running one's desktop inside QEMU?
Kragen Javier Sitaker
kragen at pobox.com
Thu May 22 03:37:02 EDT 2008
So I've been playing with QEMU, which lets you run a virtual computer
inside your normal computer. At the moment I'm using it to create a
reproducible development environment on a project I'm working on.
Among QEMU's features is the ability to save a virtual machine
snapshot, which includes the entire state of the virtual computer:
memory, CPU, even disk. This seems similar to KeyKOS's checkpointing
facility, although it seems to be a bit slower, maybe to the point of
being less useful. (It seems to do all of its I/O before continuing
to run, rather than doing some kind of copy-on-write. It seems like
fork() might be sufficient to get good copy-on-write performance.)
(In one case, a VM snapshot of a 128MB VM took 53MB of space.)
But suppose you ran your normal GUI session inside of QEMU. Maybe
every few minutes, you could do a backup of your live session to a
server somewhere nearby.
If you do this, you can transport your GUI session from one machine to
another --- something the term "VNC", an abbreviation for "Virtual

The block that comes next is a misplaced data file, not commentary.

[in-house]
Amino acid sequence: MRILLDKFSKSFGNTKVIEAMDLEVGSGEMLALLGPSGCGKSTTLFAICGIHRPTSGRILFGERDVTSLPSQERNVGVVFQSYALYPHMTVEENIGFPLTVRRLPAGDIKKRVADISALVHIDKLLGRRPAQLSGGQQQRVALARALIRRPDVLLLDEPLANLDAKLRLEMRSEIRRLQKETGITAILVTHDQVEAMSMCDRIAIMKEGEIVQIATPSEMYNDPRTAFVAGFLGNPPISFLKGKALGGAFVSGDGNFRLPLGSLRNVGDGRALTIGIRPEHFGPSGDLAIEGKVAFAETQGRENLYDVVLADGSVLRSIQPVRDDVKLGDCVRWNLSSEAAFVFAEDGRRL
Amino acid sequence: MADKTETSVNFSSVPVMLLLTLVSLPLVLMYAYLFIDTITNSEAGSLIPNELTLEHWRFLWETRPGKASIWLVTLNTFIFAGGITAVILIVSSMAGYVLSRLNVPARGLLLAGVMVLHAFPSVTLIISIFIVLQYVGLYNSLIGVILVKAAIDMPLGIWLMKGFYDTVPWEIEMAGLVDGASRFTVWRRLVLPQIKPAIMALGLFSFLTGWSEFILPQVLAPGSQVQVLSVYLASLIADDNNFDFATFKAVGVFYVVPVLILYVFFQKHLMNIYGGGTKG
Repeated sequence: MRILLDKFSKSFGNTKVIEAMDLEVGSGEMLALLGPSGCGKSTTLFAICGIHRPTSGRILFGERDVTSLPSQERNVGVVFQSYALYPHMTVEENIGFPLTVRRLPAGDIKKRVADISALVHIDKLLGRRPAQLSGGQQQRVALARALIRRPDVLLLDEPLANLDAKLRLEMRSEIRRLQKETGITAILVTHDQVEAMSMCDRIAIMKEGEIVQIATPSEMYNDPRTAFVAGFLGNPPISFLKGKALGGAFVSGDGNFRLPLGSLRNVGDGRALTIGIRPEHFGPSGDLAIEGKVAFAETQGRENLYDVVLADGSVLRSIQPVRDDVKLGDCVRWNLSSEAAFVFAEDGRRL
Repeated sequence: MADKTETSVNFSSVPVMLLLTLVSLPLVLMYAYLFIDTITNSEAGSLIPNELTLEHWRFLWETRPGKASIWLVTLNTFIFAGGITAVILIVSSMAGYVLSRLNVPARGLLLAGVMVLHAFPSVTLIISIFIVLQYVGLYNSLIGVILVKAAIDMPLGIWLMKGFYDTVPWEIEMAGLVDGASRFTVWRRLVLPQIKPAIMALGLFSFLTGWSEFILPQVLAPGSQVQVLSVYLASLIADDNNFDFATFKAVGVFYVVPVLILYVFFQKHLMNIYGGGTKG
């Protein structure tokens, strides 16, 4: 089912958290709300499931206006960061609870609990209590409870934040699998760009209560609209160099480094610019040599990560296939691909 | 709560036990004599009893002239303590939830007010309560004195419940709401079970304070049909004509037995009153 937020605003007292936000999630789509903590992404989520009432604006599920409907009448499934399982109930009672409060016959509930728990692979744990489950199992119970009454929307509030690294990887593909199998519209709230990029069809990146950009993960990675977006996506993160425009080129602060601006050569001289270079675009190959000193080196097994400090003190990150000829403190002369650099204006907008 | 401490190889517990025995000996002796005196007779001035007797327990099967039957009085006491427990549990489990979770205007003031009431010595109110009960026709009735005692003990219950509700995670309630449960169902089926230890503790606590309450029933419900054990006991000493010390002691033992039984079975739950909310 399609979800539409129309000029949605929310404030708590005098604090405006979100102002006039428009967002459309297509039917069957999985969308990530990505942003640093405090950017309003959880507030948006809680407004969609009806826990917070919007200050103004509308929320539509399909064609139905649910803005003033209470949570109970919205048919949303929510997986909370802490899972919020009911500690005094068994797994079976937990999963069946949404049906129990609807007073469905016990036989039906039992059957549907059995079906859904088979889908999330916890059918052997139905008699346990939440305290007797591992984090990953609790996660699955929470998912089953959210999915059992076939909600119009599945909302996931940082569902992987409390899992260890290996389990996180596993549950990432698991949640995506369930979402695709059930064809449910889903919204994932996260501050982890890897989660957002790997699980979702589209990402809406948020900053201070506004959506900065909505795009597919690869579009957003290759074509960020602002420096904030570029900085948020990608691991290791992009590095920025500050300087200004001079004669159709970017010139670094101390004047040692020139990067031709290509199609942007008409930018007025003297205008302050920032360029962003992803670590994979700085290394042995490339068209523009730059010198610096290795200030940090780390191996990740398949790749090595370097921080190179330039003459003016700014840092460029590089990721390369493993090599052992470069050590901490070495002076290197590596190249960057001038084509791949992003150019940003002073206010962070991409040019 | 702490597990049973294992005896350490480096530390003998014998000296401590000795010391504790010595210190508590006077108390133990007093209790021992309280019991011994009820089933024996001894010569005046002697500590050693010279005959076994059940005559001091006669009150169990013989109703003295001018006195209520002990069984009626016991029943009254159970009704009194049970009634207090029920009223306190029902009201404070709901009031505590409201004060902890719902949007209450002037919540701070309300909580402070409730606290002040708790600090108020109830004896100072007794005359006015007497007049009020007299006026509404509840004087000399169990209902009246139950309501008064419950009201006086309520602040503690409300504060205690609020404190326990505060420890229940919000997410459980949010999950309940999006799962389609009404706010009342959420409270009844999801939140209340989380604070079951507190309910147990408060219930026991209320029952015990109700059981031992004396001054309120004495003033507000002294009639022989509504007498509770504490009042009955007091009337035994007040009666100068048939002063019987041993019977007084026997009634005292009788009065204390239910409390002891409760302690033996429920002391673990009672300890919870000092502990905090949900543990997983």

Network Computer", promised but never delivered. If your machine ever
crashes or gets stolen, you can restore from the previous checkpoint;
sometimes this might be worth doing even if only a single application
within it has crashed. And you can have a large number of GUI
sessions for different users in suspended animation on your disk.
This kind of thing could give users in, for example, an internet cafe,
the freedom to really customize their environment. Rather than
storing all of their state on a web site, they could store much of it
on the servers at the internet cafe itself, as if they owned it. They
could install software, keep their files, and so on; and whenever they
came into the cafe, their session would be waiting for them, just as
it was when they left it.
There are a lot of times these days where you'll want to run
stuff that doesn't run very well inside QEMU: MPlayer, Art of
Illusion, anything with SSE, MMX, or 3-D acceleration. I think that's
kind of a minor problem, since the data involved in that part of the
system (the latest frame of a movie, say) is usually quite transient
and easy to recreate.
Also, it's not uncommon these days for a GUI session to fill up
gigabytes of RAM, and all of that RAM could in theory change its
contents about once a second. So you still might end up copying all
or the vast majority of the memory pages during a snapshot.
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